Interactive Investor

Should you prioritise pension or ISA saving?

1st February 2023 13:12

by Faith Glasgow from interactive investor

Share on

Faith Glasgow unpacks the difference between pension and ISA investing and which might be more suitable for you.

Two options 600

First things first: both ISAs and personal pensions such as SIPPs are simply tax wrappers that protect your money from the taxman, rather than investments themselves.

Within a stocks and shares ISA on an investment platform such as interactive investor, you can hold a vast choice of investments including stocks and shares, funds, investment trusts and bonds; the same is true of most SIPPs, although personal pensions from insurance companies typically offer a more limited range of investment options.

So, the question we are looking at here is not about investment choice or performance; it’s about the tax conditions of each wrapper and which is best suited to your circumstances.

Tax-free growth

In both ISAs and pensions, your investment grows completely free of income or capital gains tax, so neither offers an inherent advantage.


You can put up to £20,000 into an ISA each tax year; that can be split across a range of different types of ISA if you wish, but stocks and shares ISAs offer the most obvious comparison with personal pensions.

The annual contribution limit for pensions is considerably higher, at £40,000 – although if you have already started to take taxable income from a pension (not necessarily the one you’re contributing to), that limit is automatically cut to just £4,000.

There is also the lifetime pension allowance (LTA), fixed at £1,073,000 until 2026, to be aware of. That might sound like a very large sum, but it could potentially affect a broad swathe of investors: Royal London calculated in 2019 that more than a million people could be at risk of breaching it by retirement.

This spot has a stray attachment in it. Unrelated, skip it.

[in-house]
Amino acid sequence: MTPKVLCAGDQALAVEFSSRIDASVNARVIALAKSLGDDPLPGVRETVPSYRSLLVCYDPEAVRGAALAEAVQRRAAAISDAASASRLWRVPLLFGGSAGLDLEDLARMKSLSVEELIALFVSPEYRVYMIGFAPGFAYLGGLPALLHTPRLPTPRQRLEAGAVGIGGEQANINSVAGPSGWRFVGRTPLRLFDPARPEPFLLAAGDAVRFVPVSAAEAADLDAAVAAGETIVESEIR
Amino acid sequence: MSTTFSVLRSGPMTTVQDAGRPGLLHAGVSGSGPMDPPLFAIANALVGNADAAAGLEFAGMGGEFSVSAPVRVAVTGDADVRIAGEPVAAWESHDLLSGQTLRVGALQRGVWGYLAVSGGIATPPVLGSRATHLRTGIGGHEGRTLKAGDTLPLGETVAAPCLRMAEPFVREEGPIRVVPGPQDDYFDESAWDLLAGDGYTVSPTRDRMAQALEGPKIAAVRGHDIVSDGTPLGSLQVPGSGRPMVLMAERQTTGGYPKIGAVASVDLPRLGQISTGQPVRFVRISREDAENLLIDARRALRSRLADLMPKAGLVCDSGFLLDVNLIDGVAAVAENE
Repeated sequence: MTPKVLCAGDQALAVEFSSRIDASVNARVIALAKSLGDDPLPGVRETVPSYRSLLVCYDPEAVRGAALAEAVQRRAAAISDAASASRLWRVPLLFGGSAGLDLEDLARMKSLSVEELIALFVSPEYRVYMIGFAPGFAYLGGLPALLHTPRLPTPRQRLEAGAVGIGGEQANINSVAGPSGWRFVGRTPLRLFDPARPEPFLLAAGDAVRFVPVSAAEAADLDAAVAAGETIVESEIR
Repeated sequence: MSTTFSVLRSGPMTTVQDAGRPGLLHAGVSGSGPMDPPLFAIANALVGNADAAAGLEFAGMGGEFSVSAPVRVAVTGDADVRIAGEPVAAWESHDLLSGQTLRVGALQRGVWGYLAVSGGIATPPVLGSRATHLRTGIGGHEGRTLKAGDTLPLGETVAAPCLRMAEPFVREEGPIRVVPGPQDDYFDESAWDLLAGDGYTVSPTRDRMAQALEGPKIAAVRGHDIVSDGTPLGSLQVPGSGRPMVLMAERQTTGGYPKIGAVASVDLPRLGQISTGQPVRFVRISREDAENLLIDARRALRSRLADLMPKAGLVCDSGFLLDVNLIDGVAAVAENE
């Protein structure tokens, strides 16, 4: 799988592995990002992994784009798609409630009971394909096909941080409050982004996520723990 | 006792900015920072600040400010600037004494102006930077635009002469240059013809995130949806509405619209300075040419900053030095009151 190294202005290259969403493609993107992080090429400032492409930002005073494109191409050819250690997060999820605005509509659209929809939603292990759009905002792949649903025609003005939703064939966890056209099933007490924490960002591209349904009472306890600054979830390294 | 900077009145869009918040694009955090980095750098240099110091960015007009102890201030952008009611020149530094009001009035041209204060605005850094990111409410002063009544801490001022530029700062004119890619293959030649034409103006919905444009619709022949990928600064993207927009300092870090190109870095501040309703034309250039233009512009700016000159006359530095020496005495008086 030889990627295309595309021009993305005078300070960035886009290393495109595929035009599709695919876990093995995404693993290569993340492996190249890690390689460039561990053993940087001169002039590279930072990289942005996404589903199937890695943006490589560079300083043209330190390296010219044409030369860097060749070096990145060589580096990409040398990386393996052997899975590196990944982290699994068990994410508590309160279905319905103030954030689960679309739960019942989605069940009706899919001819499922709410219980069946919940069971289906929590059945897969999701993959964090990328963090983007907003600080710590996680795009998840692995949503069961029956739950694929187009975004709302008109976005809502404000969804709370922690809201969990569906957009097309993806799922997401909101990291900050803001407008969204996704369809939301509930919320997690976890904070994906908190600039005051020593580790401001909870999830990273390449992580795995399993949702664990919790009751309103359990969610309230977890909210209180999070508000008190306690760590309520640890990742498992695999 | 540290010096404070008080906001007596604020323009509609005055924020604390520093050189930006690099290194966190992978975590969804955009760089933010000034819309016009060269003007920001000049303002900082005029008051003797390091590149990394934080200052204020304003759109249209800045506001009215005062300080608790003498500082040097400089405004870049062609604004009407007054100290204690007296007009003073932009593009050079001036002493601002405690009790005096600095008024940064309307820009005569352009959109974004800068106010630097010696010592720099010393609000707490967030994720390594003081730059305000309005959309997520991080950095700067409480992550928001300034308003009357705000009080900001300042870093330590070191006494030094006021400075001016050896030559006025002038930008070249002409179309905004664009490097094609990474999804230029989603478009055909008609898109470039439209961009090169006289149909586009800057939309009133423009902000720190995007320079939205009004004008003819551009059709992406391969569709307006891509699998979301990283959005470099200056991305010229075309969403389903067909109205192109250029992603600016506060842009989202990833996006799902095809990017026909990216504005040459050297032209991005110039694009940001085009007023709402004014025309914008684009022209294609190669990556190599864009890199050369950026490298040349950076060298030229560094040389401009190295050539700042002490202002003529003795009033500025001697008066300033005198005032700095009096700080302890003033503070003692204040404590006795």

Higher earners with large pension pots where investment growth could push above the LTA could be better off making use of their ISA allowances as a priority (and arguably also considering other tax-efficient investments such as venture capital trusts).

Tax on contributions and withdrawals

This is one of the key differences between the two wrappers. Any contributions you make into an ISA come from taxed income, and the tax break comes at the end of the investment: when you withdraw your cash down the line there is no further income or capital gains tax to pay.

In contrast, pension contributions get immediate tax relief, which boosts your pension pot. If you’re a basic-rate taxpayer you’ll automatically get an extra 20% boost on your contributions, meaning it only costs £80 to pay £100 into your pension.

If you’re a higher-rate taxpayer, the rules are even more generous. Workplace pensions are usually topped up automatically by 40%, meaning it only costs £60 to pay £100 into your pension. In contrast, private pension contributions are boosted by 20% automatically and the remaining 20% is paid back as a tax rebate. You will need to fill in a tax return or write to HMRC setting out your pension contributions.

Even if you don’t earn at all or pay any tax, you can put up to £2,880 a year into a stakeholder pension and the government will give you an additional 20% relief to top it up to £3,600.

Better still, when you come to make use of your pension, you can take the first 25% tax-free; the remainder is taxable in the same way as other income, but you may well have moved into a lower tax bracket at retirement.

Pensions win out over ISAs for long-term investors, all other things being equal, because the up front tax relief means there’s more money actually invested across the decades.

To put that into context, a monthly contribution of £100 of taxed income into an ISA investment growing at 6% a year would be worth £98,000 after 30 years. In a pension, the £100 would be topped up to £125 a month for a basic-rate taxpayer and would have grown to £122,400 over that period.

They also make more sense for higher-rate taxpayers because the tax relief is a bigger deal. A higher-rate taxpayer making a £100 monthly contribution from taxed income would receive tax relief worth an extra £67 each month and their pot would be worth £163,500 after 30 years.


You can use an ISA in all sorts of situations because it’s very flexible. That means you can dip into your investment without restriction at any time you need it, although bear in mind that if you’re putting money into the stock market you should be thinking in terms of at least five years, and preferably longer.